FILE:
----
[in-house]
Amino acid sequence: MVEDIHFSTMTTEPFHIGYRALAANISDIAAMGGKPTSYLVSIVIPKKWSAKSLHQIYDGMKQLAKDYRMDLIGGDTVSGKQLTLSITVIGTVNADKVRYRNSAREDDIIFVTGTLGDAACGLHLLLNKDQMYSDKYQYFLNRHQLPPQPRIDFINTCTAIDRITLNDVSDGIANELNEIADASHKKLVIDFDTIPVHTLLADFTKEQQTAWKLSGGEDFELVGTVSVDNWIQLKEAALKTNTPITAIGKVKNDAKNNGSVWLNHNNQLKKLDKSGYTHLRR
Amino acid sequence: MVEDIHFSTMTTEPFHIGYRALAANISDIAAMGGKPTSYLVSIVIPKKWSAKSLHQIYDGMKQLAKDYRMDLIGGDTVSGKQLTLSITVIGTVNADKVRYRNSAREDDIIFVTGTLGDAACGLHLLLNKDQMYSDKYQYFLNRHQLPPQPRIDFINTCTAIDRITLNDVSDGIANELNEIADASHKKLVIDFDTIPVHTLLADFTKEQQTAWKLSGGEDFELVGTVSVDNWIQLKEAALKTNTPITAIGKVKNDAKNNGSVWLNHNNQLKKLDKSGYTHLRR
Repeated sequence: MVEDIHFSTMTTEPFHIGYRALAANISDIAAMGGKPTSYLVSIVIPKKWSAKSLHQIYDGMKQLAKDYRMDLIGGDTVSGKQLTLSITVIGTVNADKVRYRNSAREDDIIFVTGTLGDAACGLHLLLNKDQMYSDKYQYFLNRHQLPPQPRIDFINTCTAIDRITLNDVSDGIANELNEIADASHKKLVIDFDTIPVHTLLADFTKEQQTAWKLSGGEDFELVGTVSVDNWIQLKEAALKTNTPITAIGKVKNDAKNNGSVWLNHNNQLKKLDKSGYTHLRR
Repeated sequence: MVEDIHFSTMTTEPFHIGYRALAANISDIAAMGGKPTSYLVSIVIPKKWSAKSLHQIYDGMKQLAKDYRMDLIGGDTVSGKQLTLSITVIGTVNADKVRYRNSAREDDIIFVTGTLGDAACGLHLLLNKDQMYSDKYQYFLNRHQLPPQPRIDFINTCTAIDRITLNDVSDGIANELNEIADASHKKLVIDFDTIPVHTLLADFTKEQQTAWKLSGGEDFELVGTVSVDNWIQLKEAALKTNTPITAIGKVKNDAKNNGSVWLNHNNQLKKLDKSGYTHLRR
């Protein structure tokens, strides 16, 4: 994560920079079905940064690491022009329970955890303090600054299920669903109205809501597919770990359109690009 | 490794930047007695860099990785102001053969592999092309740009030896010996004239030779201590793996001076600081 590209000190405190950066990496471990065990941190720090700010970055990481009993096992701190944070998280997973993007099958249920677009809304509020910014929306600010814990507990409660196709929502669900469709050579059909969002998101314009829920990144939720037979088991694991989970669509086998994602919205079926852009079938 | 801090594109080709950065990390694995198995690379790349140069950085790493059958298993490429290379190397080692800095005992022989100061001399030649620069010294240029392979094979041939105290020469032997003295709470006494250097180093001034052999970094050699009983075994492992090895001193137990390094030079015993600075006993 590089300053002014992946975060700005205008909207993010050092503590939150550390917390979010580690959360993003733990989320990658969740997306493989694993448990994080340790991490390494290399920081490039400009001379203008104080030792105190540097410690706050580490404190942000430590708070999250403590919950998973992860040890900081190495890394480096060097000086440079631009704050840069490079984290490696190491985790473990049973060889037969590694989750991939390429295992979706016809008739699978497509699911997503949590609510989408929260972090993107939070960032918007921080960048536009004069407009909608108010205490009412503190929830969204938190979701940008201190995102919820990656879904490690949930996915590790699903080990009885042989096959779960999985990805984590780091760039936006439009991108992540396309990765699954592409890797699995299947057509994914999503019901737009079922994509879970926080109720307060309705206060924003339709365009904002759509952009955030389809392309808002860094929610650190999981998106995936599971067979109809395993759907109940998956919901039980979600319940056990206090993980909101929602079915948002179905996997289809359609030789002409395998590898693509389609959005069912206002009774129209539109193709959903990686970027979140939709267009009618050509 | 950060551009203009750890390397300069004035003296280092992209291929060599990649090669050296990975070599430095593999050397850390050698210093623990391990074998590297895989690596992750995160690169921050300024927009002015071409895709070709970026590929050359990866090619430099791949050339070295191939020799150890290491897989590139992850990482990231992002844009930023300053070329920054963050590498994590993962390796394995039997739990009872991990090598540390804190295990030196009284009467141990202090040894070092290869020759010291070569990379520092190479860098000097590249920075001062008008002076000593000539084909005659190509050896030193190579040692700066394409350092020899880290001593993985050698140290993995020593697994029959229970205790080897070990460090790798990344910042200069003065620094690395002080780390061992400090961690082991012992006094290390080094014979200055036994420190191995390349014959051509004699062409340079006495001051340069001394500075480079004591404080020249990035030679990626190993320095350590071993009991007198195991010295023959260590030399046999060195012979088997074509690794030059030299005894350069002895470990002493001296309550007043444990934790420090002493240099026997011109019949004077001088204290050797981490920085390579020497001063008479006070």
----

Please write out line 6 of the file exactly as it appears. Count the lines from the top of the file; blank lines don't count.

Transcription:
């Protein structure tokens, strides 16, 4: 994560920079079905940064690491022009329970955890303090600054299920669903109205809501597919770990359109690009 | 490794930047007695860099990785102001053969592999092309740009030896010996004239030779201590793996001076600081 590209000190405190950066990496471990065990941190720090700010970055990481009993096992701190944070998280997973993007099958249920677009809304509020910014929306600010814990507990409660196709929502669900469709050579059909969002998101314009829920990144939720037979088991694991989970669509086998994602919205079926852009079938 | 801090594109080709950065990390694995198995690379790349140069950085790493059958298993490429290379190397080692800095005992022989100061001399030649620069010294240029392979094979041939105290020469032997003295709470006494250097180093001034052999970094050699009983075994492992090895001193137990390094030079015993600075006993 590089300053002014992946975060700005205008909207993010050092503590939150550390917390979010580690959360993003733990989320990658969740997306493989694993448990994080340790991490390494290399920081490039400009001379203008104080030792105190540097410690706050580490404190942000430590708070999250403590919950998973992860040890900081190495890394480096060097000086440079631009704050840069490079984290490696190491985790473990049973060889037969590694989750991939390429295992979706016809008739699978497509699911997503949590609510989408929260972090993107939070960032918007921080960048536009004069407009909608108010205490009412503190929830969204938190979701940008201190995102919820990656879904490690949930996915590790699903080990009885042989096959779960999985990805984590780091760039936006439009991108992540396309990765699954592409890797699995299947057509994914999503019901737009079922994509879970926080109720307060309705206060924003339709365009904002759509952009955030389809392309808002860094929610650190999981998106995936599971067979109809395993759907109940998956919901039980979600319940056990206090993980909101929602079915948002179905996997289809359609030789002409395998590898693509389609959005069912206002009774129209539109193709959903990686970027979140939709267009009618050509 | 950060551009203009750890390397300069004035003296280092992209291929060599990649090669050296990975070599430095593999050397850390050698210093623990391990074998590297895989690596992750995160690169921050300024927009002015071409895709070709970026590929050359990866090619430099791949050339070295191939020799150890290491897989590139992850990482990231992002844009930023300053070329920054963050590498994590993962390796394995039997739990009872991990090598540390804190295990030196009284009467141990202090040894070092290869020759010291070569990379520092190479860098000097590249920075001062008008002076000593000539084909005659190509050896030193190579040692700066394409350092020899880290001593993985050698140290993995020593697994029959229970205790080897070990460090790798990344910042200069003065620094690395002080780390061992400090961690082991012992006094290390080094014979200055036994420190191995390349014959051509004699062409340079006495001051340069001394500075480079004591404080020249990035030679990626190993320095350590071993009991007198195991010295023959260590030399046999060195012979088997074509690794030059030299005894350069002895470990002493001296309550007043444990934790420090002493240099026997011109019949004077001088204290050797981490920085390579020497001063008479006070």